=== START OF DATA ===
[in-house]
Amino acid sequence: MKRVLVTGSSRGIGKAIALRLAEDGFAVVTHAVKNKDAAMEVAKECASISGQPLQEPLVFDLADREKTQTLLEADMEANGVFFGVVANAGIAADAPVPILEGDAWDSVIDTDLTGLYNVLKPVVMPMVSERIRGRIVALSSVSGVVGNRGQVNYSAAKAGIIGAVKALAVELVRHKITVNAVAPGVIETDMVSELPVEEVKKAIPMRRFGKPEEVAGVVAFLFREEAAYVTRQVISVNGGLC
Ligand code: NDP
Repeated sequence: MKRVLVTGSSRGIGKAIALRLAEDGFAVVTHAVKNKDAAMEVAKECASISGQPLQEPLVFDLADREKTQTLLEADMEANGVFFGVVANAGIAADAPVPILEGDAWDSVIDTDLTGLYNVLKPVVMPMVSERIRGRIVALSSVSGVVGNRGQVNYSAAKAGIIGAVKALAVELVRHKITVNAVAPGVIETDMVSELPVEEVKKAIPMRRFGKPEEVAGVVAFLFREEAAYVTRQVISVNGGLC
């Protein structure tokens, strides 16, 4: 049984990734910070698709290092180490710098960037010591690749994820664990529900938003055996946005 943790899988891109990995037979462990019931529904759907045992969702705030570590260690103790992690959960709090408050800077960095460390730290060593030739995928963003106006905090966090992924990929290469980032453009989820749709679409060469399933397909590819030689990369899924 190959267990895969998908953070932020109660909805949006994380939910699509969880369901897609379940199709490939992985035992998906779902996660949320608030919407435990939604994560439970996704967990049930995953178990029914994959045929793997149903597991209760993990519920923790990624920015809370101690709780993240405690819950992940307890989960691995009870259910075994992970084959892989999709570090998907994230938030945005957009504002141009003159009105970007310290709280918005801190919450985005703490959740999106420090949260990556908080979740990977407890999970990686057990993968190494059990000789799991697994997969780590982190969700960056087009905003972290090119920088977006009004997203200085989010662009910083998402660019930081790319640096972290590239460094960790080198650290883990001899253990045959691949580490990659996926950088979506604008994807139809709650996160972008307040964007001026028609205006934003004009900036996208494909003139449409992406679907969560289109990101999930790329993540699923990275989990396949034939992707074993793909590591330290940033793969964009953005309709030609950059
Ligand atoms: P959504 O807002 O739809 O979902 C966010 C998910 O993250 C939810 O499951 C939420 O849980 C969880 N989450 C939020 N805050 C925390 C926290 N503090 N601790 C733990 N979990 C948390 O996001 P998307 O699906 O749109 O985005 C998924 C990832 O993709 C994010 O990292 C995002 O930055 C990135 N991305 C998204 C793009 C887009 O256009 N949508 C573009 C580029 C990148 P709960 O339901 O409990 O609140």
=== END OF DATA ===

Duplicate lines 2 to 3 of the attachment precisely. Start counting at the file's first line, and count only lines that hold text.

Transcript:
Amino acid sequence: MKRVLVTGSSRGIGKAIALRLAEDGFAVVTHAVKNKDAAMEVAKECASISGQPLQEPLVFDLADREKTQTLLEADMEANGVFFGVVANAGIAADAPVPILEGDAWDSVIDTDLTGLYNVLKPVVMPMVSERIRGRIVALSSVSGVVGNRGQVNYSAAKAGIIGAVKALAVELVRHKITVNAVAPGVIETDMVSELPVEEVKKAIPMRRFGKPEEVAGVVAFLFREEAAYVTRQVISVNGGLC
Ligand code: NDP